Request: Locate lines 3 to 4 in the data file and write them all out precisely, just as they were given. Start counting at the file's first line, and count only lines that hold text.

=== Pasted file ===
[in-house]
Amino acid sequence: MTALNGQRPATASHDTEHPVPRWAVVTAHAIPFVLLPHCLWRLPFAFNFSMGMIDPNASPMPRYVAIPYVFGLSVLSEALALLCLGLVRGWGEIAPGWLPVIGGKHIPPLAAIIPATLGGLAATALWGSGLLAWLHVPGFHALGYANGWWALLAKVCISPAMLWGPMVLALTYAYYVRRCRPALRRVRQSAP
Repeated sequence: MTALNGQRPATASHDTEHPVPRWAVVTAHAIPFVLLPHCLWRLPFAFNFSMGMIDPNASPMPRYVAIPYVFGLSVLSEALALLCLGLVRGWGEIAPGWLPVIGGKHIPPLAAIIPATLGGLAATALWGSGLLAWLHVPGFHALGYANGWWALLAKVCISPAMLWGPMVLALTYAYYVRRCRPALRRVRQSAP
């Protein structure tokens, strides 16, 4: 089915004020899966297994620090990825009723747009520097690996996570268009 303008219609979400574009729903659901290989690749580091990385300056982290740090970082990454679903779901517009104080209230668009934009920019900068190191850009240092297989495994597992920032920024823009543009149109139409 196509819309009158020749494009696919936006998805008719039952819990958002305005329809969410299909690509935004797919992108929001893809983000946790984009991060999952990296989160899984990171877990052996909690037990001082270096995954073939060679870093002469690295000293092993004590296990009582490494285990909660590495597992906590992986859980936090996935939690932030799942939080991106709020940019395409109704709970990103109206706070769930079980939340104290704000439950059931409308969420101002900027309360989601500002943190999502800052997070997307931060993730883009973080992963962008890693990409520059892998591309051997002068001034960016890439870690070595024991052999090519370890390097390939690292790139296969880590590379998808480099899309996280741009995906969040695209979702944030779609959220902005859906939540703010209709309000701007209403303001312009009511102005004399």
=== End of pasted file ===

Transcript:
Repeated sequence: MTALNGQRPATASHDTEHPVPRWAVVTAHAIPFVLLPHCLWRLPFAFNFSMGMIDPNASPMPRYVAIPYVFGLSVLSEALALLCLGLVRGWGEIAPGWLPVIGGKHIPPLAAIIPATLGGLAATALWGSGLLAWLHVPGFHALGYANGWWALLAKVCISPAMLWGPMVLALTYAYYVRRCRPALRRVRQSAP
């Protein structure tokens, strides 16, 4: 089915004020899966297994620090990825009723747009520097690996996570268009 303008219609979400574009729903659901290989690749580091990385300056982290740090970082990454679903779901517009104080209230668009934009920019900068190191850009240092297989495994597992920032920024823009543009149109139409 196509819309009158020749494009696919936006998805008719039952819990958002305005329809969410299909690509935004797919992108929001893809983000946790984009991060999952990296989160899984990171877990052996909690037990001082270096995954073939060679870093002469690295000293092993004590296990009582490494285990909660590495597992906590992986859980936090996935939690932030799942939080991106709020940019395409109704709970990103109206706070769930079980939340104290704000439950059931409308969420101002900027309360989601500002943190999502800052997070997307931060993730883009973080992963962008890693990409520059892998591309051997002068001034960016890439870690070595024991052999090519370890390097390939690292790139296969880590590379998808480099899309996280741009995906969040695209979702944030779609959220902005859906939540703010209709309000701007209403303001312009009511102005004399």